- — by Jason Eaken —
A recent sermon at Pacific Crossroads Church was called “Single Like Jesus” and it was all about being single. Which I am. The pastor referred almost exclusively to 1 Corinthians 7, which contains a lot of guidance on the matter.
The over-arching point of the sermon was that there are times in life when we are called to be single and single for a reason.
There may be something God wants us to do that we can do better uninhibited and unattached. If a given person is called to do this or that, it might be easier to do single. They can give it more attention than if they were in a relationship. And if they can do that, great.
But maybe that person can’t do that, because they also really want to be with someone; well, that’s another division of focus, and they can either fight against that and maybe they’ll overcome it, maybe not, maybe their plans will change, who knows? But one thing is for sure, and that is that there is a division of focus when two people are together. It’s not good or bad, it just is, it’s just true.
I saw Quentin Tarantino’s latest film, “Inglourious Basterds” on opening day. Since then, I can’t get the movie out of my head. It keeps coming up, and I find myself pouring over reviews and interviews, and the other day I found a new Charlie Rose interview with Tarantino (click here to see it for yourself).
So, I’ve been watching it, and during the sermon, it hit me. Tarantino has talked about this very same subject in the interview. I’ve copied down what he said, though this is not a 100% accurate transcript (probably):
Charlie Rose: What would be the greatest impediment to achieving the things that you want to do?
Quentin Tarantino: If anything, I’ve learned not to get distracted by side things…For instance…I’m not married, I don’t have kids…I had a couple of situations that if they had worked out in a different way maybe I would be married now and maybe I would have kids. And that would be fine. But you know, I wouldn’t be sitting here at this table talking about “Inglourious Basterds.” But those little things could have made it very very different. Truth be told, I would rather, I don’t want anything to be more important than my movie right now…This is the time to climb Mt. Everest…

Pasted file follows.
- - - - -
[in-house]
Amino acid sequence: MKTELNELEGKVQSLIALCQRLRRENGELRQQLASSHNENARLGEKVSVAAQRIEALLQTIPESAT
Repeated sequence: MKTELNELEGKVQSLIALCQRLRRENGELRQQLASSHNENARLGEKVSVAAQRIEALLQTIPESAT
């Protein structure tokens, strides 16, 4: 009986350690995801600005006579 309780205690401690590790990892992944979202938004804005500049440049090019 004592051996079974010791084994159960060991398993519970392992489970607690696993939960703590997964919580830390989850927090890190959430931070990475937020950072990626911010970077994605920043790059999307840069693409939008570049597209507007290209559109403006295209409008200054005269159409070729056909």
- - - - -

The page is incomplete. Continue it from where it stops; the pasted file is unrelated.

Charlie Rose: But you don’t want to do anything right now that divides your focus.
Quentin Tarantino: No, I don’t want to serve two masters.
I think about this often. I am a different writer when I’m in a relationship. I don’t become a bad writer, it’s just the focus thing. I don’t write as much. I spend time with that person, talking to them, thinking about them, I’m just not as active in some ways. My junior year of college was my most productive year by far in terms of how much I wrote, the progress in the quality of my writing, and how much I was reading. That was the only year I was single.
But I am also different. I’m perhaps an angrier writer when I’m alone. Part of that is because I may have the instinct for that. Partly, it’s because I’m usually mad about the relationship, if in fact it is the same relationship it’s been forever. But I don’t think that’s all a bad thing. That anger can be a drive. Rather than just unravel a person, it can focus and direct.
Anger can create additional energy, and a great way to use it is to point it at a screenplay or at editing or any artistic endeavor. Does it change the way you view things? Maybe, but so does being happy. So does having a cold. Some people shut down in this situation. I like to think I’m more active.
There are things I want to get done. I used to think I’d have a family by about now. Wife. Kid. But those were a 20 year-old’s thoughts. They were misguided, but perhaps understandably so at the time. And things have changed.
For now, there are things to be done. There is writing, there is editing, there is filming, there is directing, there may be acting. There are projects and projects and projects. Maybe I’m a bit cold. Maybe I’m a little bitter. But maybe I can use that to my advantage right now.
Jason Eaken is on Twitter at http://twitter.com/EAKEN.